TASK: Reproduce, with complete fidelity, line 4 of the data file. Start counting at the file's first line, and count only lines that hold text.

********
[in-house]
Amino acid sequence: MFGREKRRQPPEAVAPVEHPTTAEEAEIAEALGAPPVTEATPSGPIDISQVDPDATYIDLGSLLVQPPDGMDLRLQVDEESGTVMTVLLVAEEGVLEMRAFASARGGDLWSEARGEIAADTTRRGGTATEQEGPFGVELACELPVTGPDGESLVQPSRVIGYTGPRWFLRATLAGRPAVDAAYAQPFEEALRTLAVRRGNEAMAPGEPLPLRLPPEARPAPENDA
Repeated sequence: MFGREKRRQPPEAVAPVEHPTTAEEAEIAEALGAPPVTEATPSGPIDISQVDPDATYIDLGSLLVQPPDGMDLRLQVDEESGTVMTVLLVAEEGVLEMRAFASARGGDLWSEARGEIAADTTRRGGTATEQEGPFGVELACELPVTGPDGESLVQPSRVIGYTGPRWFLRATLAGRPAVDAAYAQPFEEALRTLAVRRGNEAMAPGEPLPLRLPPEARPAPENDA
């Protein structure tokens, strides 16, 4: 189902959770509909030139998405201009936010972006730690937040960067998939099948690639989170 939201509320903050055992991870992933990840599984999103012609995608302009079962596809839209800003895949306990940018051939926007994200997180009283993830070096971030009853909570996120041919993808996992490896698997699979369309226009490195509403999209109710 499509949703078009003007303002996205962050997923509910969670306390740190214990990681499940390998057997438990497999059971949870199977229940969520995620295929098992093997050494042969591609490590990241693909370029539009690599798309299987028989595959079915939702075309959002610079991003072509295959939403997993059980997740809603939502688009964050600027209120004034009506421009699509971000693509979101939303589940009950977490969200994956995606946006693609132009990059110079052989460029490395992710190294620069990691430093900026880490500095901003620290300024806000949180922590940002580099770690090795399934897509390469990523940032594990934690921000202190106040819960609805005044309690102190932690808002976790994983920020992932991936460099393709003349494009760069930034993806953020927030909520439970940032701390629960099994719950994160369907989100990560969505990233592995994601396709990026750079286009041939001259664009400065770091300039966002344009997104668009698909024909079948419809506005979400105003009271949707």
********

């Protein structure tokens, strides 16, 4: 189902959770509909030139998405201009936010972006730690937040960067998939099948690639989170 939201509320903050055992991870992933990840599984999103012609995608302009079962596809839209800003895949306990940018051939926007994200997180009283993830070096971030009853909570996120041919993808996992490896698997699979369309226009490195509403999209109710 499509949703078009003007303002996205962050997923509910969670306390740190214990990681499940390998057997438990497999059971949870199977229940969520995620295929098992093997050494042969591609490590990241693909370029539009690599798309299987028989595959079915939702075309959002610079991003072509295959939403997993059980997740809603939502688009964050600027209120004034009506421009699509971000693509979101939303589940009950977490969200994956995606946006693609132009990059110079052989460029490395992710190294620069990691430093900026880490500095901003620290300024806000949180922590940002580099770690090795399934897509390469990523940032594990934690921000202190106040819960609805005044309690102190932690808002976790994983920020992932991936460099393709003349494009760069930034993806953020927030909520439970940032701390629960099994719950994160369907989100990560969505990233592995994601396709990026750079286009041939001259664009400065770091300039966002344009997104668009698909024909079948419809506005979400105003009271949707």